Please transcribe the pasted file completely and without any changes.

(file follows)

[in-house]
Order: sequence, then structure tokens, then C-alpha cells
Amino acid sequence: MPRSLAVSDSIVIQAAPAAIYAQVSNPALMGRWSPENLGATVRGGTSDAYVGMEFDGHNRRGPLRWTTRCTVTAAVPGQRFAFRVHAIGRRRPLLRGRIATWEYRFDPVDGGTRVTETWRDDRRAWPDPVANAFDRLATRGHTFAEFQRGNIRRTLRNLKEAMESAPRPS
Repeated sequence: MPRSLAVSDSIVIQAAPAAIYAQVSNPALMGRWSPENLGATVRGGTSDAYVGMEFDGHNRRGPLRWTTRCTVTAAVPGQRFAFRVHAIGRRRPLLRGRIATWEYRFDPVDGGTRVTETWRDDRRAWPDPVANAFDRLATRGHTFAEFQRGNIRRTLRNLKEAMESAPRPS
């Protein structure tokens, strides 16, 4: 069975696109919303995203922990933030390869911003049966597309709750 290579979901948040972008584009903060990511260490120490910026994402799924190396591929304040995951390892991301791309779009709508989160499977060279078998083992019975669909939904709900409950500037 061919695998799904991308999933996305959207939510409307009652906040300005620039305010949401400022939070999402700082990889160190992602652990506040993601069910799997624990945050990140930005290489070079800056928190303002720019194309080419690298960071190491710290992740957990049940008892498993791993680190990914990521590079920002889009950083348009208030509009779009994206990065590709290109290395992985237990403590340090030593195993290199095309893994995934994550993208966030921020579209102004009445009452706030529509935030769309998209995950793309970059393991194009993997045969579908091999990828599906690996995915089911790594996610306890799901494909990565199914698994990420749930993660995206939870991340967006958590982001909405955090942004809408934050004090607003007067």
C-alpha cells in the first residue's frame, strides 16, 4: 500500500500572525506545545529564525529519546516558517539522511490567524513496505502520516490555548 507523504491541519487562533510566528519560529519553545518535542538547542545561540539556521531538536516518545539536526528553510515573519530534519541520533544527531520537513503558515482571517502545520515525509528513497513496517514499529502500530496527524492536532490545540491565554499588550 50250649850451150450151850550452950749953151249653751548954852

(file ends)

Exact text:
[in-house]
Order: sequence, then structure tokens, then C-alpha cells
Amino acid sequence: MPRSLAVSDSIVIQAAPAAIYAQVSNPALMGRWSPENLGATVRGGTSDAYVGMEFDGHNRRGPLRWTTRCTVTAAVPGQRFAFRVHAIGRRRPLLRGRIATWEYRFDPVDGGTRVTETWRDDRRAWPDPVANAFDRLATRGHTFAEFQRGNIRRTLRNLKEAMESAPRPS
Repeated sequence: MPRSLAVSDSIVIQAAPAAIYAQVSNPALMGRWSPENLGATVRGGTSDAYVGMEFDGHNRRGPLRWTTRCTVTAAVPGQRFAFRVHAIGRRRPLLRGRIATWEYRFDPVDGGTRVTETWRDDRRAWPDPVANAFDRLATRGHTFAEFQRGNIRRTLRNLKEAMESAPRPS
């Protein structure tokens, strides 16, 4: 069975696109919303995203922990933030390869911003049966597309709750 290579979901948040972008584009903060990511260490120490910026994402799924190396591929304040995951390892991301791309779009709508989160499977060279078998083992019975669909939904709900409950500037 061919695998799904991308999933996305959207939510409307009652906040300005620039305010949401400022939070999402700082990889160190992602652990506040993601069910799997624990945050990140930005290489070079800056928190303002720019194309080419690298960071190491710290992740957990049940008892498993791993680190990914990521590079920002889009950083348009208030509009779009994206990065590709290109290395992985237990403590340090030593195993290199095309893994995934994550993208966030921020579209102004009445009452706030529509935030769309998209995950793309970059393991194009993997045969579908091999990828599906690996995915089911790594996610306890799901494909990565199914698994990420749930993660995206939870991340967006958590982001909405955090942004809408934050004090607003007067």
C-alpha cells in the first residue's frame, strides 16, 4: 500500500500572525506545545529564525529519546516558517539522511490567524513496505502520516490555548 507523504491541519487562533510566528519560529519553545518535542538547542545561540539556521531538536516518545539536526528553510515573519530534519541520533544527531520537513503558515482571517502545520515525509528513497513496517514499529502500530496527524492536532490545540491565554499588550 50250649850451150450151850550452950749953151249653751548954852